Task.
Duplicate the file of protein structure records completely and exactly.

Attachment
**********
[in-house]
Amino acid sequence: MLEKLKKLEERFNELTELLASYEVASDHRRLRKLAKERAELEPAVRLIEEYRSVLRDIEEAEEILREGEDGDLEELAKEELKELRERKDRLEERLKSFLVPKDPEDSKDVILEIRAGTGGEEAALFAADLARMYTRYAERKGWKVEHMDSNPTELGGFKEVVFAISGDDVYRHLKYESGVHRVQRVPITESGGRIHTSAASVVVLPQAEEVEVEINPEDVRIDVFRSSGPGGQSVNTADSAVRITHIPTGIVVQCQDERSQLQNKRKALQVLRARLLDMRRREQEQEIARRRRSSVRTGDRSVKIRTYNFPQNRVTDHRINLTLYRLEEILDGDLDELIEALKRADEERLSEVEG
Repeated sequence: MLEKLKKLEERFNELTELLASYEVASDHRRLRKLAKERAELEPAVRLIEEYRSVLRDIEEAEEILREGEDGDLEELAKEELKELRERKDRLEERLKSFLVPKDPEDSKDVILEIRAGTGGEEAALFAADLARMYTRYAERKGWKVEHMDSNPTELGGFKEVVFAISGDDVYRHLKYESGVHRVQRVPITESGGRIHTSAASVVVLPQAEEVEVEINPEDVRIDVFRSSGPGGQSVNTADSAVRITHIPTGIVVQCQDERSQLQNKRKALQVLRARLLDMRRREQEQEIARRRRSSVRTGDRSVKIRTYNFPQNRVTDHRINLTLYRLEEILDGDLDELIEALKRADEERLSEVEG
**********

[in-house]
Amino acid sequence: MLEKLKKLEERFNELTELLASYEVASDHRRLRKLAKERAELEPAVRLIEEYRSVLRDIEEAEEILREGEDGDLEELAKEELKELRERKDRLEERLKSFLVPKDPEDSKDVILEIRAGTGGEEAALFAADLARMYTRYAERKGWKVEHMDSNPTELGGFKEVVFAISGDDVYRHLKYESGVHRVQRVPITESGGRIHTSAASVVVLPQAEEVEVEINPEDVRIDVFRSSGPGGQSVNTADSAVRITHIPTGIVVQCQDERSQLQNKRKALQVLRARLLDMRRREQEQEIARRRRSSVRTGDRSVKIRTYNFPQNRVTDHRINLTLYRLEEILDGDLDELIEALKRADEERLSEVEG
Repeated sequence: MLEKLKKLEERFNELTELLASYEVASDHRRLRKLAKERAELEPAVRLIEEYRSVLRDIEEAEEILREGEDGDLEELAKEELKELRERKDRLEERLKSFLVPKDPEDSKDVILEIRAGTGGEEAALFAADLARMYTRYAERKGWKVEHMDSNPTELGGFKEVVFAISGDDVYRHLKYESGVHRVQRVPITESGGRIHTSAASVVVLPQAEEVEVEINPEDVRIDVFRSSGPGGQSVNTADSAVRITHIPTGIVVQCQDERSQLQNKRKALQVLRARLLDMRRREQEQEIARRRRSSVRTGDRSVKIRTYNFPQNRVTDHRINLTLYRLEEILDGDLDELIEALKRADEERLSEVEG